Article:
P.S. So many variations in presentation...instead of splitting the pears vertically down the middle, you can slice off a thin piece from the bottom so that the pear stands upright. This also looks elegant in the bowl with the poaching syrup filling the bottom of the bowl. It is a bit harder to eat this way, however, because the pear ultimately wants to "topple" over.

          Another variation (which I've yet to make because we love this one so much) is using pear necter and white wine to poach, and then finishing it off by dipping the top of the pear in melted chocolate.....I'm determined to try this version this winter! Enjoy....Easy, but always impresses....looks and tastes elegant. Pamela

          1. re: PMH

            Pamela,
            Thanks so much for the recipe. I'm going to split the recipe so that it makes two pears, and if my husband likes it, I'll make the full recipe when we have company over.

            Thanks again!

    2. it's not a puree, but we threw it into a curry over rice and it was amazing!

      1. Seeing as you already got mustard with salmon, add some grain mustard to the puree. Serve with the salmon on top. Should be reasonably Ok, although I wouldnt have immediately thought of this veg with fish.

        My fave way with celeriac is to thinly slice it and some potatoes and then follow a standard pommes dauphinoise recipe, layering it up with garlic and fresh thyme. Good with some simple grilled chicken

        2 Replies
        1. re: Harters

          Harters, interesting thought about adding grain mustard to the celery root puree. Something to think about. You are right, I tend to think of celery root puree with fowl or meat, but we are non-meat eaters....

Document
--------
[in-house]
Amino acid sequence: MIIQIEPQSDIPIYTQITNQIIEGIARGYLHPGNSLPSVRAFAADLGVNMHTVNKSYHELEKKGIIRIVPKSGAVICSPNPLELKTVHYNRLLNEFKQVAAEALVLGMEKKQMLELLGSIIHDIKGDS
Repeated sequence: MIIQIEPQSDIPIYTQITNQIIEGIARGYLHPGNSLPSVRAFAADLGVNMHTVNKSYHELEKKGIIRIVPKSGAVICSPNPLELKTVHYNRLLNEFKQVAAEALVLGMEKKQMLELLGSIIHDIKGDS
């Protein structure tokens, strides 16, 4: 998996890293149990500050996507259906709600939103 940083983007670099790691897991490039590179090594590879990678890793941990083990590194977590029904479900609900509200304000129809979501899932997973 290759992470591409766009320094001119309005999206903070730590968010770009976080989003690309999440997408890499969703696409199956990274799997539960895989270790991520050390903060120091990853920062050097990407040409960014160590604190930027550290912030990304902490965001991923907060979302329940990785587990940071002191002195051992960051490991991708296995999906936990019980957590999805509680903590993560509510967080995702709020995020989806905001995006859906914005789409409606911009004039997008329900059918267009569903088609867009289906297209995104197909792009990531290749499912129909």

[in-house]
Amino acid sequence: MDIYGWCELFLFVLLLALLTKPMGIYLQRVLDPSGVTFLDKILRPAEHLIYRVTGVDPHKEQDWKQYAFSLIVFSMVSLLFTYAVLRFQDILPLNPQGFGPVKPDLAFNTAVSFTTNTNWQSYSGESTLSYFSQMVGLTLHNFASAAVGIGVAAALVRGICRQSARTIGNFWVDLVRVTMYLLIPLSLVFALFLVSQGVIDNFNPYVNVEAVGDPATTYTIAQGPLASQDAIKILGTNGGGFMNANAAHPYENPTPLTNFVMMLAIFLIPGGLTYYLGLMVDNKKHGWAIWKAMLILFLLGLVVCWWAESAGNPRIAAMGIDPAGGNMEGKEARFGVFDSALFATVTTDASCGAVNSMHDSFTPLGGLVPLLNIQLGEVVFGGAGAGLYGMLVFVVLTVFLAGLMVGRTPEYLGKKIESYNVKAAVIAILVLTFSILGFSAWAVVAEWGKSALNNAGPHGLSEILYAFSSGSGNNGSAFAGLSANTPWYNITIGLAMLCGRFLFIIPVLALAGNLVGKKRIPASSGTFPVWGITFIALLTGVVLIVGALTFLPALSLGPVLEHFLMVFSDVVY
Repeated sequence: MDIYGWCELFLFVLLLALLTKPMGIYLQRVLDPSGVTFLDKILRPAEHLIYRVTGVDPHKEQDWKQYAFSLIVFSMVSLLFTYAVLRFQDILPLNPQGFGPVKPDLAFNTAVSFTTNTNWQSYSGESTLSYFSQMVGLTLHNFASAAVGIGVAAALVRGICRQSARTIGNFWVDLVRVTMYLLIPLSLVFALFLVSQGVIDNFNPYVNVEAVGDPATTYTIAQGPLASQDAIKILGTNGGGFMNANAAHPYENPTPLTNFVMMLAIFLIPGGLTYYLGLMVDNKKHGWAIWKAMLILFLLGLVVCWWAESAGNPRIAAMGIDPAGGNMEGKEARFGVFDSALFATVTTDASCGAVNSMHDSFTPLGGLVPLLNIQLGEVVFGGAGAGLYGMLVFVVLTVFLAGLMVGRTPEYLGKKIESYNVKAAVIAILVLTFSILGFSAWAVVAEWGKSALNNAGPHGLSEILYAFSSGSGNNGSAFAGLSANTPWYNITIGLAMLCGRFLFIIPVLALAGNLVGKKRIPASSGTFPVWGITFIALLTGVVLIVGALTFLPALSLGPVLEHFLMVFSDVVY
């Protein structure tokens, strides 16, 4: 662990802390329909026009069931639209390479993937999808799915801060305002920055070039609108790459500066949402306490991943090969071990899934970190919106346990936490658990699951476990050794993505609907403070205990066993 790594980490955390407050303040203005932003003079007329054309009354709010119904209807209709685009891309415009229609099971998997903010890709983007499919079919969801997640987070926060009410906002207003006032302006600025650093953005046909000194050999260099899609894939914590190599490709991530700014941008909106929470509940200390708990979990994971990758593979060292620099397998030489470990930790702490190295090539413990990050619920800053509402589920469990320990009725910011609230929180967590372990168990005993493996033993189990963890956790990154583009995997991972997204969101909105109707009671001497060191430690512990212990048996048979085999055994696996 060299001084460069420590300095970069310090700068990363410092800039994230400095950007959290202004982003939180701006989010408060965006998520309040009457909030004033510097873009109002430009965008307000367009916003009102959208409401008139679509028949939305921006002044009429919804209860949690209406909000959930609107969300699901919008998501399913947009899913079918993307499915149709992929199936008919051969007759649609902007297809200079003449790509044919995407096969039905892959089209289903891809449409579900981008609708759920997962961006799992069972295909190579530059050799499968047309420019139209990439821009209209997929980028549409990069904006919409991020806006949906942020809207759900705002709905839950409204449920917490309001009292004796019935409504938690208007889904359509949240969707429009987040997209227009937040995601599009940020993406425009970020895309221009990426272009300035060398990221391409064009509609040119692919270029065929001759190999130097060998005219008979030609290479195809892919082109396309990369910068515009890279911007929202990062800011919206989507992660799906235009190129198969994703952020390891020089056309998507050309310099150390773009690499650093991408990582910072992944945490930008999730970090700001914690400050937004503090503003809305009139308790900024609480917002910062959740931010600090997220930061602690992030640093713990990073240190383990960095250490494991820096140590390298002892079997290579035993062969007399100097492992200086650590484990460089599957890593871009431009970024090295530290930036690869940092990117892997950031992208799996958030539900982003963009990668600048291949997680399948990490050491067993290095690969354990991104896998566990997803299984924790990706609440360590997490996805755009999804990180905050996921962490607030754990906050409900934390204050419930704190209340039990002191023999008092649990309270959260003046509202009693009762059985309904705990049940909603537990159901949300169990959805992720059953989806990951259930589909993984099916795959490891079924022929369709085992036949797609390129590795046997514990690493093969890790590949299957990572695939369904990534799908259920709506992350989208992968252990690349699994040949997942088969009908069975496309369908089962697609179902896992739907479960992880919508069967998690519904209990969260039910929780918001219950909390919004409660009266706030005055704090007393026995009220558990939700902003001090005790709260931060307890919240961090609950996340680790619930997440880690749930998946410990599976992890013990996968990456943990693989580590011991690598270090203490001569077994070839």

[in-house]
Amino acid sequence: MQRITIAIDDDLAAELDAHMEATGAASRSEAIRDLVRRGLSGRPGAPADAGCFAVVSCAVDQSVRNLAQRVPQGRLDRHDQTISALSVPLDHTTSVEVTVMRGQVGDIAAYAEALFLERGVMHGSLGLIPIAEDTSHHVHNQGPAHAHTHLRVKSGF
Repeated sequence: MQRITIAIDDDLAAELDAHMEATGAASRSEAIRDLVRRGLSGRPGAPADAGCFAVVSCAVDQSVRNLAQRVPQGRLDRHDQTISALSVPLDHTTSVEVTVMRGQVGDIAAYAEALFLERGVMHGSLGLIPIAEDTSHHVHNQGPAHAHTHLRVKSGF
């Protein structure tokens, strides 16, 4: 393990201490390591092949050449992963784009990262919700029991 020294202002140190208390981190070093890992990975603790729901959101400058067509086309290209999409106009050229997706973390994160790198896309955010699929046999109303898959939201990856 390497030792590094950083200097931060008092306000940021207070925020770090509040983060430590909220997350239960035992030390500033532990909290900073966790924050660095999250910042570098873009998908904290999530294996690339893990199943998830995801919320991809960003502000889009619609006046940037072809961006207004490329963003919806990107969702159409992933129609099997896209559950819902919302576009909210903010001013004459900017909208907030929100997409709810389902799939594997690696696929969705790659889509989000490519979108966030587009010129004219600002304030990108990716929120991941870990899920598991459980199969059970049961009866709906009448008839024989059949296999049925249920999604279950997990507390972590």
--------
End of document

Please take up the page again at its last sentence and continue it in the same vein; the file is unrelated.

1. re: PMH

            It's a spin on the classic hors d'oeuvres "celeri-remoulade" but no mayo of course.

        2. I would pair celery root puree with something green and herby, something that would complement but not overwhelm the celery root. I'm thinking parsley, maybe a puree with olive oil. Or a little salad of arugula and olives. Including something green would also help wake things up with color on the plate.

          1. On Iron Chef American - Tomato - the challenger, Rios, used celery root puree as a base for one of his presentations. Other than the fact that it involved tomato I don't recall what else was on that dish. Maybe they'll play that again this week.

            1. I know you are looking for a vegetable dish, but earlier tonight, as an appetizer at at a sushi restaurant, I had celery root puree with sauteed scallops (they were perfect) and julienned cucumbers and carrots, surrounded by a horseradish sauce. It was amazing.